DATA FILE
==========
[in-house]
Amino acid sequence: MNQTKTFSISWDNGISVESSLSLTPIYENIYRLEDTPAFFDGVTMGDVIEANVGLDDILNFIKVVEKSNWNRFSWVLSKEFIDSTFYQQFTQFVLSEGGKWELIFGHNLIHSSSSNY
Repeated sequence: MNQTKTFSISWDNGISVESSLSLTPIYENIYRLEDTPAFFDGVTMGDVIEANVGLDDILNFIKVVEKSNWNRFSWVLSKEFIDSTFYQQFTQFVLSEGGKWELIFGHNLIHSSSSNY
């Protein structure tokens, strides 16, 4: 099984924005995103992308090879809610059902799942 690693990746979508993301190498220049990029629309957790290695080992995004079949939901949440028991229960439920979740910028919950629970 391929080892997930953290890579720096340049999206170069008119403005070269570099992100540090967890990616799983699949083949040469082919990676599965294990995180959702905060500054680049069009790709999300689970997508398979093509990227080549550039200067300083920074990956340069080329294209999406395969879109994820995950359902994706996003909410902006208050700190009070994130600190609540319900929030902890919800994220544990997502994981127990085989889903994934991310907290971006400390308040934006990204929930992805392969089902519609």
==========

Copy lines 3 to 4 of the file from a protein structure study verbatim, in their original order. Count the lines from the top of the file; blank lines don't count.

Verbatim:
Repeated sequence: MNQTKTFSISWDNGISVESSLSLTPIYENIYRLEDTPAFFDGVTMGDVIEANVGLDDILNFIKVVEKSNWNRFSWVLSKEFIDSTFYQQFTQFVLSEGGKWELIFGHNLIHSSSSNY
């Protein structure tokens, strides 16, 4: 099984924005995103992308090879809610059902799942 690693990746979508993301190498220049990029629309957790290695080992995004079949939901949440028991229960439920979740910028919950629970 391929080892997930953290890579720096340049999206170069008119403005070269570099992100540090967890990616799983699949083949040469082919990676599965294990995180959702905060500054680049069009790709999300689970997508398979093509990227080549550039200067300083920074990956340069080329294209999406395969879109994820995950359902994706996003909410902006208050700190009070994130600190609540319900929030902890919800994220544990997502994981127990085989889903994934991310907290971006400390308040934006990204929930992805392969089902519609």